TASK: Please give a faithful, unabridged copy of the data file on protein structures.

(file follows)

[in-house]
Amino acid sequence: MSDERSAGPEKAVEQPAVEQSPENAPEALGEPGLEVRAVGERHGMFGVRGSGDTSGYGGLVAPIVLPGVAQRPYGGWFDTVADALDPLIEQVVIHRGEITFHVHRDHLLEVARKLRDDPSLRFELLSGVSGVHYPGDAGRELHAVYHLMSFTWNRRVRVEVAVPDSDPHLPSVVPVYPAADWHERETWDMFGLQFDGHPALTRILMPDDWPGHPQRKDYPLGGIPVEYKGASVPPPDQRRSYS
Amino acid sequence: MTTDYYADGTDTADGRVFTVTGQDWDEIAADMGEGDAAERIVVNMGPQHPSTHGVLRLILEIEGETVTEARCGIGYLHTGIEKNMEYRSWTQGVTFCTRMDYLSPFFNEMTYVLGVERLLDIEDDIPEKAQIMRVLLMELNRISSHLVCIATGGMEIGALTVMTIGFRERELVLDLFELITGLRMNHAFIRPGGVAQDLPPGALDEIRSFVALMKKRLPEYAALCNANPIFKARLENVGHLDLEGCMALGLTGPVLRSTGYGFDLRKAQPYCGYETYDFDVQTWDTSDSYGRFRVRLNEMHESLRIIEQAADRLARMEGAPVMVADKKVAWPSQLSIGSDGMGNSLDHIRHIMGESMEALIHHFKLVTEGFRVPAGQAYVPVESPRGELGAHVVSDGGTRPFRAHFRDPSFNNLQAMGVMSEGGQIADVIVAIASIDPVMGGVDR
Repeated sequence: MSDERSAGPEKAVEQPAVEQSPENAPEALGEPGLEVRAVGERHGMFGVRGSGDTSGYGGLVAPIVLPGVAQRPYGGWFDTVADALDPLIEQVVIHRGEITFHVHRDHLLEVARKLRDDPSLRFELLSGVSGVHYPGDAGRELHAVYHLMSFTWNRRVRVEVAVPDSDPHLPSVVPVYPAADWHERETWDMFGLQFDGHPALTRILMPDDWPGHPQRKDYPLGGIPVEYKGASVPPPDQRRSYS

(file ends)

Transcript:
[in-house]
Amino acid sequence: MSDERSAGPEKAVEQPAVEQSPENAPEALGEPGLEVRAVGERHGMFGVRGSGDTSGYGGLVAPIVLPGVAQRPYGGWFDTVADALDPLIEQVVIHRGEITFHVHRDHLLEVARKLRDDPSLRFELLSGVSGVHYPGDAGRELHAVYHLMSFTWNRRVRVEVAVPDSDPHLPSVVPVYPAADWHERETWDMFGLQFDGHPALTRILMPDDWPGHPQRKDYPLGGIPVEYKGASVPPPDQRRSYS
Amino acid sequence: MTTDYYADGTDTADGRVFTVTGQDWDEIAADMGEGDAAERIVVNMGPQHPSTHGVLRLILEIEGETVTEARCGIGYLHTGIEKNMEYRSWTQGVTFCTRMDYLSPFFNEMTYVLGVERLLDIEDDIPEKAQIMRVLLMELNRISSHLVCIATGGMEIGALTVMTIGFRERELVLDLFELITGLRMNHAFIRPGGVAQDLPPGALDEIRSFVALMKKRLPEYAALCNANPIFKARLENVGHLDLEGCMALGLTGPVLRSTGYGFDLRKAQPYCGYETYDFDVQTWDTSDSYGRFRVRLNEMHESLRIIEQAADRLARMEGAPVMVADKKVAWPSQLSIGSDGMGNSLDHIRHIMGESMEALIHHFKLVTEGFRVPAGQAYVPVESPRGELGAHVVSDGGTRPFRAHFRDPSFNNLQAMGVMSEGGQIADVIVAIASIDPVMGGVDR
Repeated sequence: MSDERSAGPEKAVEQPAVEQSPENAPEALGEPGLEVRAVGERHGMFGVRGSGDTSGYGGLVAPIVLPGVAQRPYGGWFDTVADALDPLIEQVVIHRGEITFHVHRDHLLEVARKLRDDPSLRFELLSGVSGVHYPGDAGRELHAVYHLMSFTWNRRVRVEVAVPDSDPHLPSVVPVYPAADWHERETWDMFGLQFDGHPALTRILMPDDWPGHPQRKDYPLGGIPVEYKGASVPPPDQRRSYS